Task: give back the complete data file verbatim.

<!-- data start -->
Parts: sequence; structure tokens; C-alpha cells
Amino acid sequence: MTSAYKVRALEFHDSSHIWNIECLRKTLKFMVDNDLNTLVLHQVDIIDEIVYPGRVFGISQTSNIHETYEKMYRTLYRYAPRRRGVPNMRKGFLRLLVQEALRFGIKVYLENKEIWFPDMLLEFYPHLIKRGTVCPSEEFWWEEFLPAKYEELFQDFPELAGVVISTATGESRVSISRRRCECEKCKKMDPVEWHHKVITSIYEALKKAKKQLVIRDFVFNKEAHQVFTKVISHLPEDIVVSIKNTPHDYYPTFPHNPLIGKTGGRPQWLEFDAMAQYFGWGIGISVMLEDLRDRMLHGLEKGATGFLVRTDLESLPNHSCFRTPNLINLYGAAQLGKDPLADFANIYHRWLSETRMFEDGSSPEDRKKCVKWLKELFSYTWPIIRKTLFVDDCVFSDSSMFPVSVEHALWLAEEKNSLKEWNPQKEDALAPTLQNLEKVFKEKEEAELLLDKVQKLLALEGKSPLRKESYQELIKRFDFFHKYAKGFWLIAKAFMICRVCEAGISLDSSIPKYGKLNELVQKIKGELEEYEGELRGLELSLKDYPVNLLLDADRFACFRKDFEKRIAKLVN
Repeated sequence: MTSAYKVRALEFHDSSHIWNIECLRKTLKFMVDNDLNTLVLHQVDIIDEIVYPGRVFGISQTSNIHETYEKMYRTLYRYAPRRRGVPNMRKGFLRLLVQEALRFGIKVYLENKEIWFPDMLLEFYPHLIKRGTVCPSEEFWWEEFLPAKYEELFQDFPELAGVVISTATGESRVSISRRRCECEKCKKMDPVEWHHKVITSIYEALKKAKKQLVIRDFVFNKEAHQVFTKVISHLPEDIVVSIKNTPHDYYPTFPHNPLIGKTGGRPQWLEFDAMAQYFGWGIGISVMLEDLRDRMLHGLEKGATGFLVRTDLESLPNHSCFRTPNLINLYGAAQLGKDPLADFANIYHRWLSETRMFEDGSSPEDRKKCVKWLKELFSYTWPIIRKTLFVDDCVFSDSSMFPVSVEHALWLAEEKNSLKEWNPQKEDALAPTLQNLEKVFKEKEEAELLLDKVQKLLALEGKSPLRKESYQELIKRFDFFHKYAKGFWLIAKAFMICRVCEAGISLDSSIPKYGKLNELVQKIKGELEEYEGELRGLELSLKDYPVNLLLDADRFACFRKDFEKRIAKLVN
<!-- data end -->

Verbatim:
Parts: sequence; structure tokens; C-alpha cells
Amino acid sequence: MTSAYKVRALEFHDSSHIWNIECLRKTLKFMVDNDLNTLVLHQVDIIDEIVYPGRVFGISQTSNIHETYEKMYRTLYRYAPRRRGVPNMRKGFLRLLVQEALRFGIKVYLENKEIWFPDMLLEFYPHLIKRGTVCPSEEFWWEEFLPAKYEELFQDFPELAGVVISTATGESRVSISRRRCECEKCKKMDPVEWHHKVITSIYEALKKAKKQLVIRDFVFNKEAHQVFTKVISHLPEDIVVSIKNTPHDYYPTFPHNPLIGKTGGRPQWLEFDAMAQYFGWGIGISVMLEDLRDRMLHGLEKGATGFLVRTDLESLPNHSCFRTPNLINLYGAAQLGKDPLADFANIYHRWLSETRMFEDGSSPEDRKKCVKWLKELFSYTWPIIRKTLFVDDCVFSDSSMFPVSVEHALWLAEEKNSLKEWNPQKEDALAPTLQNLEKVFKEKEEAELLLDKVQKLLALEGKSPLRKESYQELIKRFDFFHKYAKGFWLIAKAFMICRVCEAGISLDSSIPKYGKLNELVQKIKGELEEYEGELRGLELSLKDYPVNLLLDADRFACFRKDFEKRIAKLVN
Repeated sequence: MTSAYKVRALEFHDSSHIWNIECLRKTLKFMVDNDLNTLVLHQVDIIDEIVYPGRVFGISQTSNIHETYEKMYRTLYRYAPRRRGVPNMRKGFLRLLVQEALRFGIKVYLENKEIWFPDMLLEFYPHLIKRGTVCPSEEFWWEEFLPAKYEELFQDFPELAGVVISTATGESRVSISRRRCECEKCKKMDPVEWHHKVITSIYEALKKAKKQLVIRDFVFNKEAHQVFTKVISHLPEDIVVSIKNTPHDYYPTFPHNPLIGKTGGRPQWLEFDAMAQYFGWGIGISVMLEDLRDRMLHGLEKGATGFLVRTDLESLPNHSCFRTPNLINLYGAAQLGKDPLADFANIYHRWLSETRMFEDGSSPEDRKKCVKWLKELFSYTWPIIRKTLFVDDCVFSDSSMFPVSVEHALWLAEEKNSLKEWNPQKEDALAPTLQNLEKVFKEKEEAELLLDKVQKLLALEGKSPLRKESYQELIKRFDFFHKYAKGFWLIAKAFMICRVCEAGISLDSSIPKYGKLNELVQKIKGELEEYEGELRGLELSLKDYPVNLLLDADRFACFRKDFEKRIAKLVN